Last time we touched on spending plan surprises, those expenses that aren’t fixed and routine. Things like unexpected car repairs or special anniversary gifts that can derail your cash flow. This seems to be a great time to talk about building an emergency fund. Back before the economic meltdown, financial advisors recommended a reserve at least six months and optimally up to 18 months. For those of us who live in the Bay Area, we scoff at this seemingly insurmountable figure. Realistically, in light of layoffs and other employment challenges, many of us need this safety net when looking for a new position or transitioning into a new career.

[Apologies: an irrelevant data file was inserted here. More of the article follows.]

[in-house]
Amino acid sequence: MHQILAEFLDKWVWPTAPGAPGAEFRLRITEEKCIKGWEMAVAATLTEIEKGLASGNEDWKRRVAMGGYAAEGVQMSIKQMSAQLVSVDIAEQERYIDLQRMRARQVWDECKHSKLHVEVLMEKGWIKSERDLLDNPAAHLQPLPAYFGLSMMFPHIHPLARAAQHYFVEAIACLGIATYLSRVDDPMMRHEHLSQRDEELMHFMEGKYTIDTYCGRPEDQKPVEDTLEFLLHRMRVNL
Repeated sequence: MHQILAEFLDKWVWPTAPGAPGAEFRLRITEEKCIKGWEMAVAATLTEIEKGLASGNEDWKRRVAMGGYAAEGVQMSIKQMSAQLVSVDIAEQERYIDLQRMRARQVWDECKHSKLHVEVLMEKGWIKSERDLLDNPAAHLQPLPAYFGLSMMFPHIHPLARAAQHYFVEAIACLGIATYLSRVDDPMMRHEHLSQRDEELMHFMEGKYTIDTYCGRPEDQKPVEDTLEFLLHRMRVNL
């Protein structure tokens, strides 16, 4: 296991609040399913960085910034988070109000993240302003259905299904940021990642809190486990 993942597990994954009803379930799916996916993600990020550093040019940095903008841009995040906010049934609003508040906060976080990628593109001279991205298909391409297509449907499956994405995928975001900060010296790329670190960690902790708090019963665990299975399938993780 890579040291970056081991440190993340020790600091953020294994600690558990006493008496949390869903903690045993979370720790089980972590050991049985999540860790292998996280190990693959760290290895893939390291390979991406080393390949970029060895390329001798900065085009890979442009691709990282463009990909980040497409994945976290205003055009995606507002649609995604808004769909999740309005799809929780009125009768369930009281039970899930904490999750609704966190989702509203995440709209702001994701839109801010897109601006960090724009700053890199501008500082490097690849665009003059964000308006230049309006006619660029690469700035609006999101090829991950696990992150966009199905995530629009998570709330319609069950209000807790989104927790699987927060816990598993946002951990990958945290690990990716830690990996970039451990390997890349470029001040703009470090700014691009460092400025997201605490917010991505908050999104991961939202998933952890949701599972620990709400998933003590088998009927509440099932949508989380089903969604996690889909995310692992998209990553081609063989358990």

Now that you’re fresh off the 7-Day Challenge, you’ve got a better handle on your spending. Last time we talked about creating an accurate spending plan, one that incorporates a realistic accounting of your income as well as costs. Fixed and routine expenses (like rent or mortgage payment) are easy to manage, but I find that my clients have a much harder time remembering and dealing with those expenses that vary or are sporadic. Spending plan surprises can derail your efforts toward living a financially organized life.